North American mold makers are changing because of overseas competition. They're changing because of new equipment coming on the market. They're changing because of customer demands. They're changing as one generation of mold makers moves toward retirement and the industry works to attract replacements.
There may be many reasons behind the industry's transitions, but the result is that the tooling business is moving beyond tradition.
It's not the same industry it was, said Dave Lawrence, president of tooling components supplier DME Co. of Madison Heights, Mich. You're not up to your ankles in metal chips anymore. It's become a high-tech industry. We've got to entice more people into it.
Mold-making companies are using their employees' skills to create entire manufacturing cells, to help brand owners launch new products, to machine parts and create tools ever faster and ever smaller. They're also creating closer ties to end customers.
What we're seeing is that a lack of tooling engineers [within original equipment manufacturers' companies] is resulting in the fact that mold makers are becoming responsible for more than just the tooling, said Alan Hickock, OEM and Midwest sales manager for Progressive Components International Corp. of Wauconda, Ill.
Mold makers at the PDx/Amerimold trade show, held May 11-13 in Cincinnati, said they have seen many shops forced to shut down during 2009. Those shutdowns included shops that tried to stay ahead of the curve by making changes and creating new alignments with customers and competitors but they were still caught in the downturn. While the industry hasn't yet returned to full strength, manufacturing is picking up. Even companies working in the auto industry have hired back workers to fill new orders as automakers resumed production in 2010.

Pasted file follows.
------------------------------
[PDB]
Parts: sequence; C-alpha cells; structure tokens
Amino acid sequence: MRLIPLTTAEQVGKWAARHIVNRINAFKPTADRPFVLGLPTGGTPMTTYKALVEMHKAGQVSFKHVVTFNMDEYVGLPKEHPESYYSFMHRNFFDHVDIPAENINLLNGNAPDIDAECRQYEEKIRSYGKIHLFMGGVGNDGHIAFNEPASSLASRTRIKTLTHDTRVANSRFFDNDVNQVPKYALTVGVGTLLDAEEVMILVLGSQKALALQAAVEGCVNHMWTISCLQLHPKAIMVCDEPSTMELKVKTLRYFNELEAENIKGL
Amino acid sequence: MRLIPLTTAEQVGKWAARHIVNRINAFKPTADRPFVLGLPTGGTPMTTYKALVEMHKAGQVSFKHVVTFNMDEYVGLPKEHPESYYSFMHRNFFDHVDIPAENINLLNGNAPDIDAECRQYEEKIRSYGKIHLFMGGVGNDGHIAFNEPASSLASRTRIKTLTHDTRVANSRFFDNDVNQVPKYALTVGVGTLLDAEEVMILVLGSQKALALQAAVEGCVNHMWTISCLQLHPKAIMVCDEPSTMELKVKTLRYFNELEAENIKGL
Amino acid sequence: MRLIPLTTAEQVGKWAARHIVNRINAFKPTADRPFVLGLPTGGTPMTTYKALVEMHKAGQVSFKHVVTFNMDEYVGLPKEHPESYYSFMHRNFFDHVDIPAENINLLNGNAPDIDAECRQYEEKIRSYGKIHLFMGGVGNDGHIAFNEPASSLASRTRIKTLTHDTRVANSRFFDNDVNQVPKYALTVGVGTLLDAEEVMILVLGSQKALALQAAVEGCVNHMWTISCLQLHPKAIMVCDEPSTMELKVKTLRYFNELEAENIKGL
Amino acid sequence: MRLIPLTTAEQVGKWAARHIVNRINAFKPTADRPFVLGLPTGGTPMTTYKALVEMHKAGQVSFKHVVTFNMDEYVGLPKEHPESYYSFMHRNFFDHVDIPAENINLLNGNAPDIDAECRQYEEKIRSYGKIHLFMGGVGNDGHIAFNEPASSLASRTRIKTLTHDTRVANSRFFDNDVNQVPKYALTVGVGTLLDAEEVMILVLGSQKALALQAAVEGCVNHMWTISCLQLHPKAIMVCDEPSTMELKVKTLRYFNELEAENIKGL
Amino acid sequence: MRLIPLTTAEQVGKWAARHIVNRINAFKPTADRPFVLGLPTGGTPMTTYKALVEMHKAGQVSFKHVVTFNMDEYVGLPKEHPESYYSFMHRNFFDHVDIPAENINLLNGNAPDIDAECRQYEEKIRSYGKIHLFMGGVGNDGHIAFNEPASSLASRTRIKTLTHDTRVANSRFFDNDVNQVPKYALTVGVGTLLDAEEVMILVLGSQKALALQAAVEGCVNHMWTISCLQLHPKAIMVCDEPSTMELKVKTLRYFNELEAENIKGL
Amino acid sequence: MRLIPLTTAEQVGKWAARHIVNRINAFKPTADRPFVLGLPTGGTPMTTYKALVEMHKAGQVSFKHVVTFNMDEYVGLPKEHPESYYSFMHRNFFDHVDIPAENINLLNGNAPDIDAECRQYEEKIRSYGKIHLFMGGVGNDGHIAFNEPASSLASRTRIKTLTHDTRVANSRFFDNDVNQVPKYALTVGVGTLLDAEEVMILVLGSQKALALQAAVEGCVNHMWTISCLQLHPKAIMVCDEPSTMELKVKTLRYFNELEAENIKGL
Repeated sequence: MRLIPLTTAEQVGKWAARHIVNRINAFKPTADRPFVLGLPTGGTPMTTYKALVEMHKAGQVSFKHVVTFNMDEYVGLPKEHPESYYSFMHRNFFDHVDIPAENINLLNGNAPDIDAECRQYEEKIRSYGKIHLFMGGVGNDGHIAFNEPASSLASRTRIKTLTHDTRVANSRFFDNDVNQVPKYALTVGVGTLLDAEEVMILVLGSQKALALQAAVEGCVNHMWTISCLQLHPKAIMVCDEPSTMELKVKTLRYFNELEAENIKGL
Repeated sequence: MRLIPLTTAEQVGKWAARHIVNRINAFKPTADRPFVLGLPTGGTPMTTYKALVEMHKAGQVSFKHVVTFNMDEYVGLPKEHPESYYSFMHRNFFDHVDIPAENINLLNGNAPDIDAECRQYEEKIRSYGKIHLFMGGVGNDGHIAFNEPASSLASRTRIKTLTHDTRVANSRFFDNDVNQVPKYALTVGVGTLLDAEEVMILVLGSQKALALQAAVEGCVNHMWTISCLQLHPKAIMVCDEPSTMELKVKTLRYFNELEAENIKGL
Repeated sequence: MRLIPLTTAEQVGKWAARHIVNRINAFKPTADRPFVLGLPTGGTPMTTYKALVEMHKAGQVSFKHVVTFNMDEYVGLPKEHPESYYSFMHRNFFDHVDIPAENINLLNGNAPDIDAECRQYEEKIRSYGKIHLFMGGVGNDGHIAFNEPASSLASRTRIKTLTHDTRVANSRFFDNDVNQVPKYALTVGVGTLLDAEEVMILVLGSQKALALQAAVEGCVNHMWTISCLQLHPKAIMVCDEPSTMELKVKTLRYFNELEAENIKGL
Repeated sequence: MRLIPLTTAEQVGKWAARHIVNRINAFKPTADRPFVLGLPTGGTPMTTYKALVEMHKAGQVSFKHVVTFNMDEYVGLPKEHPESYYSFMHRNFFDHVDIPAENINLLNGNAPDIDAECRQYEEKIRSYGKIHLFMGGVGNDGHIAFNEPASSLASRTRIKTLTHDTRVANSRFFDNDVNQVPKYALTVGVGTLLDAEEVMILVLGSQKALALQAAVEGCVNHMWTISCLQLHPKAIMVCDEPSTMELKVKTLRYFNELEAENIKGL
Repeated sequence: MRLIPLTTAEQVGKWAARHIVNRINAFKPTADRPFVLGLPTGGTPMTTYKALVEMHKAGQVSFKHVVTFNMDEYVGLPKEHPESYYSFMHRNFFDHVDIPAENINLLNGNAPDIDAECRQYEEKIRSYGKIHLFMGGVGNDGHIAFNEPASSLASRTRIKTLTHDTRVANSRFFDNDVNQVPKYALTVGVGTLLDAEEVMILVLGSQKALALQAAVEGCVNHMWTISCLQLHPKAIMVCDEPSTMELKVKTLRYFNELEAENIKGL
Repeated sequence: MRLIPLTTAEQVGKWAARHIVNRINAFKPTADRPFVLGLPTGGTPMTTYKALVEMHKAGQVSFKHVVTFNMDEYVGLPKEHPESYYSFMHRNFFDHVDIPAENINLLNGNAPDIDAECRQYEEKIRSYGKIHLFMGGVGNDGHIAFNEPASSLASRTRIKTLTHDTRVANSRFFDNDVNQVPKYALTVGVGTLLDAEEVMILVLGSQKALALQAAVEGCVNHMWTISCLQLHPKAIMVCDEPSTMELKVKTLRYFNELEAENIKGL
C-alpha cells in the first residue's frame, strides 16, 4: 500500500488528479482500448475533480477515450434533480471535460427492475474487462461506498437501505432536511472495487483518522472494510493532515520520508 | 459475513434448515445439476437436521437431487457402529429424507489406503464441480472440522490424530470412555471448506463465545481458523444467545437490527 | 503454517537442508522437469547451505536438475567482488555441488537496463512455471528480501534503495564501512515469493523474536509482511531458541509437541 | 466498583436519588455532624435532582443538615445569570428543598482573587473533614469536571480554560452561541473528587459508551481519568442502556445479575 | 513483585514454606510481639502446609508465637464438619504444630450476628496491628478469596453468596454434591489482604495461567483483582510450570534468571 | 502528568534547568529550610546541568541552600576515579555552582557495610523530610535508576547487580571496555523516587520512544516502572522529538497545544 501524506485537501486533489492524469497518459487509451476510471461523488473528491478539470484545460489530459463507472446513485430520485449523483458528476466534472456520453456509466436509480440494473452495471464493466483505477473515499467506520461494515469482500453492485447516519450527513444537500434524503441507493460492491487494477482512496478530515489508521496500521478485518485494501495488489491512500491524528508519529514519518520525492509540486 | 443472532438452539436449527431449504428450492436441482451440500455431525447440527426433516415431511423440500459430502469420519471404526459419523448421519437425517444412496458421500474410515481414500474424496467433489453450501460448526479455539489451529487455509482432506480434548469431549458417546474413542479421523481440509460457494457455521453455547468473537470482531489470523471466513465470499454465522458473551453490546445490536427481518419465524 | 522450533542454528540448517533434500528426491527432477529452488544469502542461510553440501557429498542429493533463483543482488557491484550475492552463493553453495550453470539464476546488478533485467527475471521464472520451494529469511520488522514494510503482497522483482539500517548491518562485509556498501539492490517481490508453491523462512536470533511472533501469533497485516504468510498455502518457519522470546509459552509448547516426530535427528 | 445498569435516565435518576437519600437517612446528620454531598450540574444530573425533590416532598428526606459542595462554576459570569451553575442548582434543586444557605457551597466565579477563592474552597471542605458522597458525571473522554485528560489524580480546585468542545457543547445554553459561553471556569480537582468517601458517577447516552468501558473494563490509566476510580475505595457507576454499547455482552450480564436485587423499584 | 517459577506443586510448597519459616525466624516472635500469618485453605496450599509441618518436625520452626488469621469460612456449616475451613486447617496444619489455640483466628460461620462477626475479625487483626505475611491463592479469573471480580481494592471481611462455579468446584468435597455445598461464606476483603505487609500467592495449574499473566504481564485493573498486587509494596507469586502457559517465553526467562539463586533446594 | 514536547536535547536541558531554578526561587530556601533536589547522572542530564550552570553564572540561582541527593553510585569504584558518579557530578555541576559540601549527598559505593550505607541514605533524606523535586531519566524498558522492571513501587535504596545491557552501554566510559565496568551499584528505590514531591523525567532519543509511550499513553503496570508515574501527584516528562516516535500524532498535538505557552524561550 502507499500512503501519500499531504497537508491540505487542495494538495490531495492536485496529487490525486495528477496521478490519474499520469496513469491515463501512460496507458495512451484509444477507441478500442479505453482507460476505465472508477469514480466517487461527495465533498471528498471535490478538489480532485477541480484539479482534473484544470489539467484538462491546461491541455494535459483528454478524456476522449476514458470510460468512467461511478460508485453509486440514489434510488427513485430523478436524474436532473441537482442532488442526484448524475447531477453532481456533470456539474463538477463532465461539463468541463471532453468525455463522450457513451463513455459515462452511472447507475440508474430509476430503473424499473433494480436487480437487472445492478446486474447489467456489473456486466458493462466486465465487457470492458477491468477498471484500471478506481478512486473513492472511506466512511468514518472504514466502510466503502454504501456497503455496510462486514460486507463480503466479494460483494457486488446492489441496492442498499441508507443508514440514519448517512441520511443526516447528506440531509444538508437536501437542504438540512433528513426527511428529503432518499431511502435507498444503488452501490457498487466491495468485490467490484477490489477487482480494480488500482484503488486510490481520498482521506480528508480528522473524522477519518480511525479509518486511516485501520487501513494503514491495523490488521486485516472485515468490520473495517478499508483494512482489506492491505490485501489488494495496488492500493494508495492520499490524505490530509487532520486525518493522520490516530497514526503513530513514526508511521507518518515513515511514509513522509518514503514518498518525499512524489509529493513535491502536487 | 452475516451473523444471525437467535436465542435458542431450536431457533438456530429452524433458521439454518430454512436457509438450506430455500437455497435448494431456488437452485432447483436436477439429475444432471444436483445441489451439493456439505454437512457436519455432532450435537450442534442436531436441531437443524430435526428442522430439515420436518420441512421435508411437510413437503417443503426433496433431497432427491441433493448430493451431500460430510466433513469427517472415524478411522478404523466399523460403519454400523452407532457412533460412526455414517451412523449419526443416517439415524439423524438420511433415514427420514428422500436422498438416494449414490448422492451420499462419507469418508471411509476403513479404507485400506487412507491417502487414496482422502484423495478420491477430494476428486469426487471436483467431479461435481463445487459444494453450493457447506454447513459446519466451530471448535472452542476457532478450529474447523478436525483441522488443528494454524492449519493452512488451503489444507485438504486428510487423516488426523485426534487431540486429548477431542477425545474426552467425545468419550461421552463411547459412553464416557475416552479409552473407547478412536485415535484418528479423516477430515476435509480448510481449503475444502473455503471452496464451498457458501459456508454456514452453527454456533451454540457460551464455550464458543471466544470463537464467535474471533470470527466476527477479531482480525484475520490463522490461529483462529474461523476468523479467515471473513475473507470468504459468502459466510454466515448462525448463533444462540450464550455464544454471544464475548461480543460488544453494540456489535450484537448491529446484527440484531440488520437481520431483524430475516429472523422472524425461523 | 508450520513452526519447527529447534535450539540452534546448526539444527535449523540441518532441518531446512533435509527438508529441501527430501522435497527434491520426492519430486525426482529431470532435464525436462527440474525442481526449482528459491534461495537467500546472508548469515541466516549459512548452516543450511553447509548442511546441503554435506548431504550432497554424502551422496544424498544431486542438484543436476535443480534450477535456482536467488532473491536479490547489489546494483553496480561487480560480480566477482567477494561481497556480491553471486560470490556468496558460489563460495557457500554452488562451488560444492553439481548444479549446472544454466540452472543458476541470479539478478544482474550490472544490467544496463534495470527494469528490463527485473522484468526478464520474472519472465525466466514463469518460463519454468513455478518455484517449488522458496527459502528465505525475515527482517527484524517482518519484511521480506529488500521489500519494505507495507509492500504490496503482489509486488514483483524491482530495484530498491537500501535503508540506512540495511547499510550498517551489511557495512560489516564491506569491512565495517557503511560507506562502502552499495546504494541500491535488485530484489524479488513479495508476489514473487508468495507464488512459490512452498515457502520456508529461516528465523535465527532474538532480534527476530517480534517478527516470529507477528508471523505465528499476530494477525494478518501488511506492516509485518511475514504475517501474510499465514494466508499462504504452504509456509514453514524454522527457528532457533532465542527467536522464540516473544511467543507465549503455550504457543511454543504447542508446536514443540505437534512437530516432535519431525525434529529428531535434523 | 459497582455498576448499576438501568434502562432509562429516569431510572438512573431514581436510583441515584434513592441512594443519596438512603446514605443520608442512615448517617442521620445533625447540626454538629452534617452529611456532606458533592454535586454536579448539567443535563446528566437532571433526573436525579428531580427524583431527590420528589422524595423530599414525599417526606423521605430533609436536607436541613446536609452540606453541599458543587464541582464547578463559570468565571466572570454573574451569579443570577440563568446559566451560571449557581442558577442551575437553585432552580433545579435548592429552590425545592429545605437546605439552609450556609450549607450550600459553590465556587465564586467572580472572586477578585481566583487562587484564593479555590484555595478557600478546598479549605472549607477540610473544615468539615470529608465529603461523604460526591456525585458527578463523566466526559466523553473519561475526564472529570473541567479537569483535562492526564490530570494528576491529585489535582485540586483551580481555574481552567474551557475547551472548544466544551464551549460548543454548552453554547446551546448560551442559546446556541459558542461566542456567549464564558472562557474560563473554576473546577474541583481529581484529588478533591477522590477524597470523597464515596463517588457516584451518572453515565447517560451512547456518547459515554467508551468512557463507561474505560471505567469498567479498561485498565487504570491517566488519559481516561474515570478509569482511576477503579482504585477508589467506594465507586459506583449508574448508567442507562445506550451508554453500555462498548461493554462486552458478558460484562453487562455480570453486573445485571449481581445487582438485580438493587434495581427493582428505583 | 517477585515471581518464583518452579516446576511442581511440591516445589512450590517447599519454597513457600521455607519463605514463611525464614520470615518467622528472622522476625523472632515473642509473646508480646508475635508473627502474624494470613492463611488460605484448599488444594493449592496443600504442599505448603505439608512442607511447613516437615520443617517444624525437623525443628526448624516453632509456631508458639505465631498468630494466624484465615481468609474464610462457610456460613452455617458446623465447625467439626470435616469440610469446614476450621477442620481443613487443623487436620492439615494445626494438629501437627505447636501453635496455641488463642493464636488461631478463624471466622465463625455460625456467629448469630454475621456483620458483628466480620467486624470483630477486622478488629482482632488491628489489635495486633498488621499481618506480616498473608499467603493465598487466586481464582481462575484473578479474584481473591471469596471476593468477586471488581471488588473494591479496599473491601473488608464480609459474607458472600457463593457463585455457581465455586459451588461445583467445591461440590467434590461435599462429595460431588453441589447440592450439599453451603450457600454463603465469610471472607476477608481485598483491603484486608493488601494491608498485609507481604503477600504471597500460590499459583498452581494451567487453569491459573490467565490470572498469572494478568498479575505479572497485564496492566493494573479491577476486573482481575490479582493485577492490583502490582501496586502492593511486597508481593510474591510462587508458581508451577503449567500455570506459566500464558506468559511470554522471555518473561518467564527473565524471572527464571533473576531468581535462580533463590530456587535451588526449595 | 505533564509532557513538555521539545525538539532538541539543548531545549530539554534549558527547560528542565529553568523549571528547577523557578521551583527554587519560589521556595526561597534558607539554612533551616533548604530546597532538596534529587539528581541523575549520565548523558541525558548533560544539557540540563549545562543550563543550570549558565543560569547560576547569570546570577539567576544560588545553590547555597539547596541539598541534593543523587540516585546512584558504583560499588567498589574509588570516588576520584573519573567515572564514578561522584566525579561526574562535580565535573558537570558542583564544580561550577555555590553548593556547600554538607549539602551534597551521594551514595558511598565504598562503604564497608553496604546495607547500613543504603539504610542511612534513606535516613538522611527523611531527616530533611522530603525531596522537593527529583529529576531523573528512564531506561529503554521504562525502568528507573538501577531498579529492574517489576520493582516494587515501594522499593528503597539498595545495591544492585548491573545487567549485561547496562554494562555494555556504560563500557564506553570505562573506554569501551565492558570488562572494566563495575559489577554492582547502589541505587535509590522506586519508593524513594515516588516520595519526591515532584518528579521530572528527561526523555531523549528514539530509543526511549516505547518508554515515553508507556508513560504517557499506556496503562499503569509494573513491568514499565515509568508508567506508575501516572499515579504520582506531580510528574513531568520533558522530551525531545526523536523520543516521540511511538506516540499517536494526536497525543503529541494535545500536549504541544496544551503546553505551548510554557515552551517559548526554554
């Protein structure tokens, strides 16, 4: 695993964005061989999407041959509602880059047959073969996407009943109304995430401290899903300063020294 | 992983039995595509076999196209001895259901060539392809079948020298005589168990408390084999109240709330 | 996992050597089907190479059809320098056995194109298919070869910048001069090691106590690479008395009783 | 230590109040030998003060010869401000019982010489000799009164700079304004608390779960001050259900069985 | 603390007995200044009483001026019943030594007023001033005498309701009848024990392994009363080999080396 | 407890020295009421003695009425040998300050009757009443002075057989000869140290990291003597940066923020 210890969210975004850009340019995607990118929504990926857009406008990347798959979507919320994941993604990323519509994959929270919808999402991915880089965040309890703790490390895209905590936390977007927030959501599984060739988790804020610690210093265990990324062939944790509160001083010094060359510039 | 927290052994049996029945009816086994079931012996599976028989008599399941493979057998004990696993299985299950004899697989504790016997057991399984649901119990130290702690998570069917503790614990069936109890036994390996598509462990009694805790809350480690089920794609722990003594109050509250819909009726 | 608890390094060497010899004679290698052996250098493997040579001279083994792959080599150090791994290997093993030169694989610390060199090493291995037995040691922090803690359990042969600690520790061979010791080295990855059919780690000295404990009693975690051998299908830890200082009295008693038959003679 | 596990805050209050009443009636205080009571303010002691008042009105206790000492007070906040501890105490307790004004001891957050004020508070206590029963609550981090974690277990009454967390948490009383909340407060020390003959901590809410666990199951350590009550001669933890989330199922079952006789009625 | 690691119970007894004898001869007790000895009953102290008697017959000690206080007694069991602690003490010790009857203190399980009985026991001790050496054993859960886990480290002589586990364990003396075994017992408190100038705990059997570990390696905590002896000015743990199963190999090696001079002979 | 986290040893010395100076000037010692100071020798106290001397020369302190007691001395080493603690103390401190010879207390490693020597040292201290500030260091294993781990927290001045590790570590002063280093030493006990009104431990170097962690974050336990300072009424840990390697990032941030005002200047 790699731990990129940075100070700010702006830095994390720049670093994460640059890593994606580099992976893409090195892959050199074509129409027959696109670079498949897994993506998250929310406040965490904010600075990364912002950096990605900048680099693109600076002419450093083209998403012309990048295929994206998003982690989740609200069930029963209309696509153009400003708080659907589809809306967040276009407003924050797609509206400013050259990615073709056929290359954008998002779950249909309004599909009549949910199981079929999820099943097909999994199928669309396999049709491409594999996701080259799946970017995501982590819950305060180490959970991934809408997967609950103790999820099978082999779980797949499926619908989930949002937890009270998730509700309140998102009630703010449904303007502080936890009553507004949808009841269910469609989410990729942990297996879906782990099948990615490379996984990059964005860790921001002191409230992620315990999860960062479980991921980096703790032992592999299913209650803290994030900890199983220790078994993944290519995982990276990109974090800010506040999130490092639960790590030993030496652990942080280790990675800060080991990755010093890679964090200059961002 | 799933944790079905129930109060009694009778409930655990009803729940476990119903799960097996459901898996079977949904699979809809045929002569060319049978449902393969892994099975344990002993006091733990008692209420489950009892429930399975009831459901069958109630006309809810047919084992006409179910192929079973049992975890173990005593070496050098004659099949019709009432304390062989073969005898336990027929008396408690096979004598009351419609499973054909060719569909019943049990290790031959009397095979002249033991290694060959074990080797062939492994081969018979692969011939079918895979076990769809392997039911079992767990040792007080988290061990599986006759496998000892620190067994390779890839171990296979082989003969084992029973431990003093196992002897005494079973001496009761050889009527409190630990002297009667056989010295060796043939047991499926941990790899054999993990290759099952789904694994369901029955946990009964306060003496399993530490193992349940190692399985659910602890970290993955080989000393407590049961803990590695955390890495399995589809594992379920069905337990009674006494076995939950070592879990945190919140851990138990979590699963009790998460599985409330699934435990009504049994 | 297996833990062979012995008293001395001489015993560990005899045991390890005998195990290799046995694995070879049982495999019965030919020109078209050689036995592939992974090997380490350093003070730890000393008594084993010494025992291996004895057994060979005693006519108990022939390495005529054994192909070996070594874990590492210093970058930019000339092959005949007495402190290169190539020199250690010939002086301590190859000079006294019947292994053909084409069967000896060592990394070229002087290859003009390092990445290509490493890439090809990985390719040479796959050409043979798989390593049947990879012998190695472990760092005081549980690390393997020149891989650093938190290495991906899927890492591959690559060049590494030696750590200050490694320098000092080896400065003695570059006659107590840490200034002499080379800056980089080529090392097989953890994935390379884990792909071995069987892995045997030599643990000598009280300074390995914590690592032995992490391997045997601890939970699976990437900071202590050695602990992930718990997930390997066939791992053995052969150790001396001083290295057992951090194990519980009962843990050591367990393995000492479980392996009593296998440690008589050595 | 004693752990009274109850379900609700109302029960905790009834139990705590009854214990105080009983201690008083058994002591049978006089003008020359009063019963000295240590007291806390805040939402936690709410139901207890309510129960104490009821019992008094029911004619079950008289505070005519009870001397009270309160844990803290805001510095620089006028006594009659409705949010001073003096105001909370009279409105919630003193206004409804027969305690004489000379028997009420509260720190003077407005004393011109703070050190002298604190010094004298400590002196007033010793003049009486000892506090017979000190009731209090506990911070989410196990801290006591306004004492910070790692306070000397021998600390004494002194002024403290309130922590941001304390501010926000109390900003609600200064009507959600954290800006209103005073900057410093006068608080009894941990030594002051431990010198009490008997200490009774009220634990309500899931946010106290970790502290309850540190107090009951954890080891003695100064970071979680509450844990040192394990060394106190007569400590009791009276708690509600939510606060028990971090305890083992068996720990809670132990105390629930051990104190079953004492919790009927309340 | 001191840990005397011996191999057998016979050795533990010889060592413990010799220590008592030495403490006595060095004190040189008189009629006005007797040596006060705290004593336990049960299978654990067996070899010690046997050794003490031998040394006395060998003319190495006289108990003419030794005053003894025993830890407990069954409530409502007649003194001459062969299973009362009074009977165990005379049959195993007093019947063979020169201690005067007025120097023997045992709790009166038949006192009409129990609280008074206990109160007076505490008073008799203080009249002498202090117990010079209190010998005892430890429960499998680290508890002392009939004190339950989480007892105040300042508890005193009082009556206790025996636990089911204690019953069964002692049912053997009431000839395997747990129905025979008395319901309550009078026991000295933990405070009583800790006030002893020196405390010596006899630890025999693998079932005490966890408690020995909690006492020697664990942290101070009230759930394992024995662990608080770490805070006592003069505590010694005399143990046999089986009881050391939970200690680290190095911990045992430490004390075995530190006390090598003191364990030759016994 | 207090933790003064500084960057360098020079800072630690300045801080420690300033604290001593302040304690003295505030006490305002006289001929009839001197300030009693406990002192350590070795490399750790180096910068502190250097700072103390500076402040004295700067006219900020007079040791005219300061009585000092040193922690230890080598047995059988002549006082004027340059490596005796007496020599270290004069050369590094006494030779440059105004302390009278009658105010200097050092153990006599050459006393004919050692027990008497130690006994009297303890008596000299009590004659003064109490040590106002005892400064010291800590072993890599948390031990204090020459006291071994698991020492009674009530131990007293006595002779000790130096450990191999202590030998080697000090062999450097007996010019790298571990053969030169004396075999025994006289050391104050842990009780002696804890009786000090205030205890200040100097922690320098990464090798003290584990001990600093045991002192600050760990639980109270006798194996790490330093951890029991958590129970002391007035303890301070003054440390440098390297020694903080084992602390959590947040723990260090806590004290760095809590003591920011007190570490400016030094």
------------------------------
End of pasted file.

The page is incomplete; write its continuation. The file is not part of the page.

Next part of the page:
In a spring 2010 survey by the American Mold Builders Association, 46 percent of those responding said business was up compared with the three previous months, while 19 percent saw business decrease. A combined 89 percent said they expect business to increase moderately or remain the same in that same period, while 7 percent predicted a moderate decline and no one a substantial one.
But mold makers are also modifying their businesses in response to the economy.
Milwaukee-based Triangle Tool Corp., which specializes in large, complex injection mold tooling, has been earning new income by offering its machining services to industries other than plastics.
We've been focusing on diversifying our skill sets, said Triangle's engineering sales manager, Vic Baez. We're moving horizontally, seeing what we do well and seeing what else we can do with our skill sets.
Triangle is far from being alone in finding fresh ways to compete. B.A. Die Mold Inc. of Aurora, Ill., just received a patent on its Perc system for molding threaded parts. Developed in-house, Perc has won B.A. Die Mold new business in medical molding.
Mold Craft Inc. of Willernie, Minn., has expanded automation to increase its tight-tolerance and micro-mold-making abilities. CS Tool Engineering Inc. of Cedar Springs, Mich., has taken on the extra responsibility of testing and checking part designs.
The relationship between a mold maker and the molder and the ultimate customer is really beginning to blur, DME's Lawrence said. They used to be very distinct. The reality is, if you're a mold maker and you just wait for the print to come through the door, you're going to miss out on the industry trends.
Those new relationships as toolmakers expand their skill sets are creating new ways to compete, Progressive's Hickock said. Mold makers are finding new ways to use their technology to reduce overall piece prices, which helps them as well as molders and end customers. Companies that have trimmed costs by eliminating their in-house tooling engineers will continue to seek out mold makers that can bring them innovative mold designs.
Bringing the lowest 'me too' quote is not going to work, Hickock said.
Mold makers that can change and find a niche for offering something different will have yet another tool when they seek new business. The North American tooling industry is adapting to focus its energies on where it can play a vital part, Lawrence said.
The more aggressive or agile mold makers have realized that there are certain parts of the process they can't be competitive on, and there are low-cost countries for those products; but, they are focusing on the core and cavity and their capabilities, he said.
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